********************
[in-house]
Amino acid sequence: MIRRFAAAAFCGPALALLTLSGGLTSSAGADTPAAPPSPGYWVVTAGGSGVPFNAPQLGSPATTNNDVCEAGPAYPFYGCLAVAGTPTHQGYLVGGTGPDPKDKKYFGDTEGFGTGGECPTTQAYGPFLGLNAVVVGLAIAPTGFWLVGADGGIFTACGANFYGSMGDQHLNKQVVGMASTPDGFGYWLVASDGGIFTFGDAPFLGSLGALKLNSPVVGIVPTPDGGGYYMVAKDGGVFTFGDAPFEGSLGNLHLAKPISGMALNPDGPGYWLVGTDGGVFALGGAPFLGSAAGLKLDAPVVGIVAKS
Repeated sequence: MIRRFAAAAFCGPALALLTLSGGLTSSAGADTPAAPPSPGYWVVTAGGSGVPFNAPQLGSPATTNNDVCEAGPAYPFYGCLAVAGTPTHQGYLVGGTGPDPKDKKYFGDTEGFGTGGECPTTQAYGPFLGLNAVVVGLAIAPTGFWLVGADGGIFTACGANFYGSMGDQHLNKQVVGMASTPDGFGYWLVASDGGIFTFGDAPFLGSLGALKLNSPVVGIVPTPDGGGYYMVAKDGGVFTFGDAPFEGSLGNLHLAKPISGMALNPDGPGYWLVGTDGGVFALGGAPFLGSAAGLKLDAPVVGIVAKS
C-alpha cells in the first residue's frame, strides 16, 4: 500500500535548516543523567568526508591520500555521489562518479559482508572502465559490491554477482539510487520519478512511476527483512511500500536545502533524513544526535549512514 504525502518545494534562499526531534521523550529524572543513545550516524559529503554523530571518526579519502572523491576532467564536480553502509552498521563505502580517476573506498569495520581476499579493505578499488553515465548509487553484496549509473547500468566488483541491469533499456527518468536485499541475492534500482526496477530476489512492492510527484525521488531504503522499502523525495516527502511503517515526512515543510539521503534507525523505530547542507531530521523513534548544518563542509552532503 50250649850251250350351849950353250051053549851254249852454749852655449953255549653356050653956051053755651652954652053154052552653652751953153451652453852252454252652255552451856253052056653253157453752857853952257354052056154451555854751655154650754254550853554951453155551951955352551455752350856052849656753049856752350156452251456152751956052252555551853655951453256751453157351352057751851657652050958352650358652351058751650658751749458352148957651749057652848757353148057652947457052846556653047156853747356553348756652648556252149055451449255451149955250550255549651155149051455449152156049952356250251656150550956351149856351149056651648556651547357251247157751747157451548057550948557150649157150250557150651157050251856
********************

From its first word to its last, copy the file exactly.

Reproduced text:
[in-house]
Amino acid sequence: MIRRFAAAAFCGPALALLTLSGGLTSSAGADTPAAPPSPGYWVVTAGGSGVPFNAPQLGSPATTNNDVCEAGPAYPFYGCLAVAGTPTHQGYLVGGTGPDPKDKKYFGDTEGFGTGGECPTTQAYGPFLGLNAVVVGLAIAPTGFWLVGADGGIFTACGANFYGSMGDQHLNKQVVGMASTPDGFGYWLVASDGGIFTFGDAPFLGSLGALKLNSPVVGIVPTPDGGGYYMVAKDGGVFTFGDAPFEGSLGNLHLAKPISGMALNPDGPGYWLVGTDGGVFALGGAPFLGSAAGLKLDAPVVGIVAKS
Repeated sequence: MIRRFAAAAFCGPALALLTLSGGLTSSAGADTPAAPPSPGYWVVTAGGSGVPFNAPQLGSPATTNNDVCEAGPAYPFYGCLAVAGTPTHQGYLVGGTGPDPKDKKYFGDTEGFGTGGECPTTQAYGPFLGLNAVVVGLAIAPTGFWLVGADGGIFTACGANFYGSMGDQHLNKQVVGMASTPDGFGYWLVASDGGIFTFGDAPFLGSLGALKLNSPVVGIVPTPDGGGYYMVAKDGGVFTFGDAPFEGSLGNLHLAKPISGMALNPDGPGYWLVGTDGGVFALGGAPFLGSAAGLKLDAPVVGIVAKS
C-alpha cells in the first residue's frame, strides 16, 4: 500500500535548516543523567568526508591520500555521489562518479559482508572502465559490491554477482539510487520519478512511476527483512511500500536545502533524513544526535549512514 504525502518545494534562499526531534521523550529524572543513545550516524559529503554523530571518526579519502572523491576532467564536480553502509552498521563505502580517476573506498569495520581476499579493505578499488553515465548509487553484496549509473547500468566488483541491469533499456527518468536485499541475492534500482526496477530476489512492492510527484525521488531504503522499502523525495516527502511503517515526512515543510539521503534507525523505530547542507531530521523513534548544518563542509552532503 50250649850251250350351849950353250051053549851254249852454749852655449953255549653356050653956051053755651652954652053154052552653652751953153451652453852252454252652255552451856253052056653253157453752857853952257354052056154451555854751655154650754254550853554951453155551951955352551455752350856052849656753049856752350156452251456152751956052252555551853655951453256751453157351352057751851657652050958352650358652351058751650658751749458352148957651749057652848757353148057652947457052846556653047156853747356553348756652648556252149055451449255451149955250550255549651155149051455449152156049952356250251656150550956351149856351149056651648556651547357251247157751747157451548057550948557150649157150250557150651157050251856